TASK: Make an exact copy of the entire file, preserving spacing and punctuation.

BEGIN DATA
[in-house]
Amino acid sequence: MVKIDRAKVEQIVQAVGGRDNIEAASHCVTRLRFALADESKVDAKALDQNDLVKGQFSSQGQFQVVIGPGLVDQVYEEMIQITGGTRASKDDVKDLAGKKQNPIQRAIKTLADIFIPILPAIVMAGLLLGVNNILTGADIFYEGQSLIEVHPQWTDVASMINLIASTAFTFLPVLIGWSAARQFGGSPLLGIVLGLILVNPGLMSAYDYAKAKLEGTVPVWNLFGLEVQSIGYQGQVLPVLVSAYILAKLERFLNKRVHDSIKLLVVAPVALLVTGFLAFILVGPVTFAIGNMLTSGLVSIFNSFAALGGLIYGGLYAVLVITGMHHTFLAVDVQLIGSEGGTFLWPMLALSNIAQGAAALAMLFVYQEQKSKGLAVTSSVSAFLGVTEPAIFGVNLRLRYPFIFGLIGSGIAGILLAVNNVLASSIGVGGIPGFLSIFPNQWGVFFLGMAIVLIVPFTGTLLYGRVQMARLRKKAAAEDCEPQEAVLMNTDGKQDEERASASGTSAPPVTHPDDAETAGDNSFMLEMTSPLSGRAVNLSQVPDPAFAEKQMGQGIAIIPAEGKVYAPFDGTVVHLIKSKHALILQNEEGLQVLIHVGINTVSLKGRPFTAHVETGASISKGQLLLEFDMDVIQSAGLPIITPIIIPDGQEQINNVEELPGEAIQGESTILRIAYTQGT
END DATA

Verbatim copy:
[in-house]
Amino acid sequence: MVKIDRAKVEQIVQAVGGRDNIEAASHCVTRLRFALADESKVDAKALDQNDLVKGQFSSQGQFQVVIGPGLVDQVYEEMIQITGGTRASKDDVKDLAGKKQNPIQRAIKTLADIFIPILPAIVMAGLLLGVNNILTGADIFYEGQSLIEVHPQWTDVASMINLIASTAFTFLPVLIGWSAARQFGGSPLLGIVLGLILVNPGLMSAYDYAKAKLEGTVPVWNLFGLEVQSIGYQGQVLPVLVSAYILAKLERFLNKRVHDSIKLLVVAPVALLVTGFLAFILVGPVTFAIGNMLTSGLVSIFNSFAALGGLIYGGLYAVLVITGMHHTFLAVDVQLIGSEGGTFLWPMLALSNIAQGAAALAMLFVYQEQKSKGLAVTSSVSAFLGVTEPAIFGVNLRLRYPFIFGLIGSGIAGILLAVNNVLASSIGVGGIPGFLSIFPNQWGVFFLGMAIVLIVPFTGTLLYGRVQMARLRKKAAAEDCEPQEAVLMNTDGKQDEERASASGTSAPPVTHPDDAETAGDNSFMLEMTSPLSGRAVNLSQVPDPAFAEKQMGQGIAIIPAEGKVYAPFDGTVVHLIKSKHALILQNEEGLQVLIHVGINTVSLKGRPFTAHVETGASISKGQLLLEFDMDVIQSAGLPIITPIIIPDGQEQINNVEELPGEAIQGESTILRIAYTQGT